Music Reviews

ALBUM REVIEW: Sen Morimoto – “Self-Titled”

By Jacob Thompson

Sen Morimoto’s third album landed from his own Sooper Records this month, and it is written, performed, and produced by the man himself. The self-titled LP is a lo-fi trip-hop jazz fusion of saxophones, reverb, and melancholy rap, running a whopping fifteen tracks in total. Following on from his 2018 breakout Cannonball! and March 2020’s more relaxed B-Sides and Rarities, Morimoto has attempted to bring his many influences and instrumental skills together here, to varying results.

Some of the best tracks on offer are the openers; “Love, Money Pt.2” and previously released single “Woof” are both tight, soulful tunes, the former providing a smooth introduction with a fast-paced, upbeat snare rhythm track overlayed with lilting sax, the latter brimming with small-town frustration, big-city woes, and slick guitar, a through-line of descending keys adding momentum to Morimoto’s melancholy bars. “Symbols, Tokens” is also a strong track; funky keys and tight drum samples build to a fantastic central refrain.

A multi-instrumentalist at heart, Morimoto performs most of the album himself on sax, keys, bass, and vocals, bringing in the occasional guest, with Ryan Person covering drums. Morimoto is a man of many talents, though sometimes it feels as if he’s trying to do too much at once, taking his layered approach so far that these layers can begin to clash. “Taste Like it Smells” is one such overcrowded misfire, with guest appearances from Lala Lala, Kara Jackson, and Qari all lost amongst a barrage of keys, snares, and samples that never manage to fully mesh.

What could be anthemic instead ends up being overdone and overlong, and this is something that happens again in “Daytime but Darker” and “The Box” ft. Joseph Chilliams. “The Box” suffers especially, with Chilliams wiping out the otherwise smooth soulful vibe with comedic bars that sully the sensual, pacy rhythm of Morimoto’s own slick bass and vocal work.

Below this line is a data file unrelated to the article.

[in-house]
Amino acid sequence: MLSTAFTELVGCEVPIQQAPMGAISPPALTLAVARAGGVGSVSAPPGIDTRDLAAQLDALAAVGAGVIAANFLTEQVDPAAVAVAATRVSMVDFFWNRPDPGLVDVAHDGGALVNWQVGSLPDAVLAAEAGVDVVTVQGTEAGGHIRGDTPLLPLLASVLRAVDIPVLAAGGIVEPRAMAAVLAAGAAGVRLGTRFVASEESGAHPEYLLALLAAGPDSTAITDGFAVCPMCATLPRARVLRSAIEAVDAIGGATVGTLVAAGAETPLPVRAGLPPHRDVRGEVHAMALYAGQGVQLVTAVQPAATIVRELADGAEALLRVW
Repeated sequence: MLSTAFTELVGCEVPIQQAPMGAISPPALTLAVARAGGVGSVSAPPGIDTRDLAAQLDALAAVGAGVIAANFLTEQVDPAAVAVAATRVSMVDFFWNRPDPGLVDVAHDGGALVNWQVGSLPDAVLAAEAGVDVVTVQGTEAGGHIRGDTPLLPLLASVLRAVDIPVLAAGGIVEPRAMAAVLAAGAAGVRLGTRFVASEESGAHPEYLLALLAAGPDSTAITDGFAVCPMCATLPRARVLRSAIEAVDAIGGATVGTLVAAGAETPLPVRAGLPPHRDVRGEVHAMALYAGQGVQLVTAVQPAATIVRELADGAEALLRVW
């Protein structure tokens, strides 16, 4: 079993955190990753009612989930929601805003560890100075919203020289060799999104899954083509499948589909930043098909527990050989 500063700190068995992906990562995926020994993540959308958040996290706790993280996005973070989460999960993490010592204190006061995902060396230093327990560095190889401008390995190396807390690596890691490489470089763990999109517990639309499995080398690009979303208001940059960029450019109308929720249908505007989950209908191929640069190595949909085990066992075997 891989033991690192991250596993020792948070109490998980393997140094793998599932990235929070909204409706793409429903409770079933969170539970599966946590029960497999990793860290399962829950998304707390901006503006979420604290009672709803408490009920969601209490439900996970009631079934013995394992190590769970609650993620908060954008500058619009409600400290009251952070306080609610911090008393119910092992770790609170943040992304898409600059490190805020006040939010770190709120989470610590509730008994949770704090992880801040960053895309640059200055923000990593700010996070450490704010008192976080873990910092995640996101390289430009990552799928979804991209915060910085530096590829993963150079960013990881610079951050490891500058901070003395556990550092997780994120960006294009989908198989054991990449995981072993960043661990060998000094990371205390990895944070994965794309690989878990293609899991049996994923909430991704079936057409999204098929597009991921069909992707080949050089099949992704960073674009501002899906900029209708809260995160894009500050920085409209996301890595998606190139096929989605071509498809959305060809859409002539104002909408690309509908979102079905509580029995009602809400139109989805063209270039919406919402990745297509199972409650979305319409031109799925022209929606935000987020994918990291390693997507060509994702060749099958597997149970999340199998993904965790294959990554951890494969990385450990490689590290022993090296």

Make no mistake, Morimoto can utilize guest vocals to great effect. “Butterflies” ft. KAINA and “Deep Down” ft. AAAMYYY are both standouts, with KAINA providing an ethereal edge to the pounding bass of the former and AAAMYYY lending a heady sense of longing to the latter with her soulful Japanese vox. Morimoto is strong enough to stand on his own two feet too, showcasing his vocals in “Save” and “Wrecked” over less busy compositions.

Closing tracks “Nothing Isn’t Very Cool” and “Jupiter” give a rounded sense of Morimoto’s slip-ups and strides. “Nothing” once again struggles with a confusing opening that later finds its feet in a fusion of barbershop, layered rap, and grungy, distorted guitar, whilst grand finale “Jupiter” recounts the artist’s musical journey beneath elevated and airy samples, strong guitar riffs, and beautiful Wurlitzer keys. 

The lyricism in the closing song is especially strong and speaks to Morimoto’s best qualities. His sound is unique, his production is variegated, and he’s willing to experiment with fusing genres in a way that few are, pulling together many elements of the Chicago scene into something authentically new. Sometimes, as in “Woof,” “Save”, “Butterflies” and “Deep Down”, it works. It’s only when it doesn’t—like when he tries too much too fast—that it feels as if a tighter, more reigned in approach could have served this album better.

@JacobBaggins is a Manchester-based music journalist and former #fusefm radio writer.

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